Contact Us
Mental Health
Financial advice
Youth Matters
Techno Corner

Check Classes
Upcoming Events
Faith & Worship

Submit your events








HINDU TEMPLE OF FLORIDA: 9 a.m. to 11:30 a.m. and 6 p.m. to 9 p.m. Monday through Friday; 9:30 a.m. to 9 p.m. on Saturday and Sunday; 5509 Lynn Road, Tampa, FL 33624; (813) 962-6890.

SHIV MANDIR: 10 a.m. to 12:30 p.m. Sunday; officiating priests are Pandit Balraj Maharaj and Ram Maharaj; 2001 N. Howard Ave., Tampa, FL 33607; (813) 907-6311.

DADA BHAGWAN’S GROUP OF TAMPA BAY: Satsang every Sunday from 2 to 4 p.m.; everyone is invited; call Ramesh Patel at (813) 926-1143 or Mukesh Patel at (813) 969-1740.

JAIN SOCIETY OF TAMPA BAY: Monthly bhavna from 3 to 5 p.m. every fourth Sunday; also, non-Jains can take Dev Darshan of statues made of marbles by sculpture-artist from Rajasthan; 10 a.m. to 11 a.m. and 5 to 7 p.m.; both events at Days Inn hotel at Fletcher Avenue and Interstate 75; call Kini Shah at (813) 503-0715 or Pradeep Bavishi at (727) 525-5400.

VISHNU MANDIR: 10:30 a.m. to 12:30 p.m. Sunday only, discourse by Pandit Vishnu Sharma; 5303 Lynn Road, Tampa, FL 33624; (813) 654-2551.

SANATAN MANDIR: 8:30 a.m. to 12:30 p.m. and 5:30 to 8:30 p.m. Monday through Saturday, and 10:30 a.m. to 12:30 p.m. and 5:30 p.m. to 8:30 p.m. Sunday; 311 East Palm Ave., Tampa, FL 33602; (813) 221-4482.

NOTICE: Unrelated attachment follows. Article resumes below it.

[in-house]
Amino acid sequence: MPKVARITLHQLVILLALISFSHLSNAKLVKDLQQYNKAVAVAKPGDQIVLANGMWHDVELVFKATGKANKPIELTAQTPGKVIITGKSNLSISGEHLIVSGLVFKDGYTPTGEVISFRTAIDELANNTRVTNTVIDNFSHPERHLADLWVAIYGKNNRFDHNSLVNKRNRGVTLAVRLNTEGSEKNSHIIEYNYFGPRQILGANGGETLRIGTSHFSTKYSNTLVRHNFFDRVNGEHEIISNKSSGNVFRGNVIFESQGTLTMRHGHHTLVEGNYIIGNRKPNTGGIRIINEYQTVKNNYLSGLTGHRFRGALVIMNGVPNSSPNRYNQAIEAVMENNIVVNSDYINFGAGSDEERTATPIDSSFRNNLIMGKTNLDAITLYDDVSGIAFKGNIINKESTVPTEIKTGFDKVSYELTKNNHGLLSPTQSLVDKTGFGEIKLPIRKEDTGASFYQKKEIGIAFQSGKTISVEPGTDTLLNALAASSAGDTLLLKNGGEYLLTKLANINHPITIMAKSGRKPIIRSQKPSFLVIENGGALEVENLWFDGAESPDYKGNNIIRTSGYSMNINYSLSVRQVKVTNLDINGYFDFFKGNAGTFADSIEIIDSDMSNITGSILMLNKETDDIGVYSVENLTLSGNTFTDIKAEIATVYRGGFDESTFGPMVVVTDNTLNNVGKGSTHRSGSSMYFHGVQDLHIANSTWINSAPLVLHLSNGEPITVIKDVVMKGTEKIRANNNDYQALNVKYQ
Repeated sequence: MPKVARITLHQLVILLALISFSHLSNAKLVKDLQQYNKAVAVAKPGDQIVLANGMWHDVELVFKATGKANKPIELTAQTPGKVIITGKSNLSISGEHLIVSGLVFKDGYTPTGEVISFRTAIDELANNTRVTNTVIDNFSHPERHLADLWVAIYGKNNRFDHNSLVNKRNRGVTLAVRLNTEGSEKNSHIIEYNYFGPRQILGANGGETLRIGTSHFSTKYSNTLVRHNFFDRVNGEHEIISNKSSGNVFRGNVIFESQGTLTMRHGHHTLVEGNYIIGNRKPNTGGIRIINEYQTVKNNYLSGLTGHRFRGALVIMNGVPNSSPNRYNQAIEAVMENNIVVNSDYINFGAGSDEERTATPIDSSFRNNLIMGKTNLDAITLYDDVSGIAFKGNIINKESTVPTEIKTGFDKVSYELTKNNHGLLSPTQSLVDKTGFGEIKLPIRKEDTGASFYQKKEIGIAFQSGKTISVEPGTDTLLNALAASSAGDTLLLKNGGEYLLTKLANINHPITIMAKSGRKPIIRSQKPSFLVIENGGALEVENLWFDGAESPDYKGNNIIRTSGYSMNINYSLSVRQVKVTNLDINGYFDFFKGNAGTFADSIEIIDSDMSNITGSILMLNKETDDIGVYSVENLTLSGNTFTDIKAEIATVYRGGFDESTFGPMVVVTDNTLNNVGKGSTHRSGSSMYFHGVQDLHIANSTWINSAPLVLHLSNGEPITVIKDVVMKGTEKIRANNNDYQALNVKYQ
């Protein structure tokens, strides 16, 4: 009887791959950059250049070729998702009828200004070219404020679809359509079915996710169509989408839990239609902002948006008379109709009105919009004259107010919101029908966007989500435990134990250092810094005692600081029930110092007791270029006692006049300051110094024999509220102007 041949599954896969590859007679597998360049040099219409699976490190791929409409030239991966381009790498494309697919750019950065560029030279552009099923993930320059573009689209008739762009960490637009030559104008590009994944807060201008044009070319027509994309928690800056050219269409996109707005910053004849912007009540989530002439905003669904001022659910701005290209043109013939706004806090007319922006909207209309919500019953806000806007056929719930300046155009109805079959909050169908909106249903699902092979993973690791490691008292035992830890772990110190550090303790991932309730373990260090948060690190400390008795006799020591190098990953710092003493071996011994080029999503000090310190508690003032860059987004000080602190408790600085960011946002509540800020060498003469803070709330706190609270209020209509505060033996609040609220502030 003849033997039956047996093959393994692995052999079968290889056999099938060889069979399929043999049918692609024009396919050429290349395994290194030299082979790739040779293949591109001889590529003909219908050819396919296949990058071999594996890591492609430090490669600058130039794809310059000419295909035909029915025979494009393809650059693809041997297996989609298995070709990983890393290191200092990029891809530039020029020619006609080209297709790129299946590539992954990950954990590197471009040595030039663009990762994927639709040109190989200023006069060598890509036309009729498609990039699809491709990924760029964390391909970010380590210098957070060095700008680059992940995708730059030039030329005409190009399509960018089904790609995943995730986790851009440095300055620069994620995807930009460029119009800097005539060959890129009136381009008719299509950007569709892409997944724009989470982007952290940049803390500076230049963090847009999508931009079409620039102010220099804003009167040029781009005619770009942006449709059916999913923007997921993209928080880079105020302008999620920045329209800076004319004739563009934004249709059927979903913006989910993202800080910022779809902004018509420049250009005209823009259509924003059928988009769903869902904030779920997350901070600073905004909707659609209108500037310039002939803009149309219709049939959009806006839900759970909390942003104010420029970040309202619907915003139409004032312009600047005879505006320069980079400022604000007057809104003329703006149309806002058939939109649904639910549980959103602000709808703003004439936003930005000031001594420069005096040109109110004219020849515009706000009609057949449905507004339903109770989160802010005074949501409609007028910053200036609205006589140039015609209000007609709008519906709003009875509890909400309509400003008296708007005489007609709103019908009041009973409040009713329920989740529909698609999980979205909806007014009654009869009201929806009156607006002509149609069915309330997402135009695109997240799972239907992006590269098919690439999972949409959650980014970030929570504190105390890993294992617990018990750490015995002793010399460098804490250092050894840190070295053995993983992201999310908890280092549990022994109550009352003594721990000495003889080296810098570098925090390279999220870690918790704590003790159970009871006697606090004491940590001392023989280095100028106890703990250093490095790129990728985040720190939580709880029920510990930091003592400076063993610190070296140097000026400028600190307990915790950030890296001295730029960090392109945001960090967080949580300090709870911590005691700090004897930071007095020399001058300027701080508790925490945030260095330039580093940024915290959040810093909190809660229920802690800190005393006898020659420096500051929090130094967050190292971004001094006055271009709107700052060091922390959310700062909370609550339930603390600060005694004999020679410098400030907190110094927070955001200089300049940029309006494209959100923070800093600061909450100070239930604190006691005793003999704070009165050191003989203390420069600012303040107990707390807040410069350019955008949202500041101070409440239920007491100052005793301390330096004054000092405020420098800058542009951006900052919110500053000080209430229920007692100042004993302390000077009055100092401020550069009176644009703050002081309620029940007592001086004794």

SHRI SARASWATI DEVI MANDIR: 9:30 a.m. to noon Sunday only; officiating priest is Pandit Purnanan Sharma; 16220 Livingston Avenue, Lutz, FL 33559; (813) 264-1539.

SHRI RADHA-KRISHNA MANDIR: daily morning arotik at 7 followed by Srimad-Bhavatavam class; 6 p.m. Sunday and 7 p.m. Wednesday Bhagavad-Gita class followed by prasadam; 14610 N. 17th St., Tampa; (813) 971-6474 or click on

BAPS SHRI SWAMINARAYAN MANDIR: 7 a.m. to 7 p.m. daily; darshan is closed between noon and 4 p.m. but reopens at 4 p.m.; 9226 E. Fowler Ave. (between Interstate 75 and U.S. 301); (813) 986-5473.

MANAV DHARMA ASHRAM: sumiran is from 7:30 p.m. to 9 p.m. first Thursday of every month; satsang is 5 to 7 p.m. on Sunday, followed by dinner; yoga classes begin at 7:30 a.m. Saturday; bhajans are 5 p.m. to 7 p.m. every third Sunday; 7520 Caron Road, Tampa, FL 33615; call the ashram at (813) 889-7155, Himatlal Parekh at (813) 969-1661 or Ashok Modh at (813) 935-3439.

SHREE YAMUNA PREETI SEVA SAMAJ: Pushtimargiya Satsang Mandal invites Vaishnavs of Tampa Bay area to weekend Satsang sabhas and kirtans; 1340 Robin Road S., St. Petersburg, FL 33707; call Smitabein Patel at (813) 961-3816 or Himatlal Parekh at (813) 969-1661.

ISLAMIC SOCIETY OF TAMPA BAY AREA MOSQUE: 8 a.m. to 4 p.m. daily; 7326 E. Sligh Ave., Tampa, FL 33601; Tel: (813) 628-0007.

GURDWARA: 8 a.m. till 8 p.m. daily; 15302 Morris Bridge Road, Thonotosassa, FL 33592; (813) 986-6205.


HINDU SOCIETY OF CENTRAL FLORIDA: 8:30 a.m. to noon and 5 p.m. to 8:30 p.m. Monday through Friday; 8:00 a.m. to 8:30 p.m. Saturday and Sunday; 1994 Lake Drive, Casselberry, FL 32707; (407) 699-5277.

GURDWARA, SIKH SOCIETY OF CENTRAL FLORIDA: 11:30 A.M. to 1 p.m. Sunday; 2527 W. Aloma Ave. (west State Road 426), Oviedo; (407) 805-0404.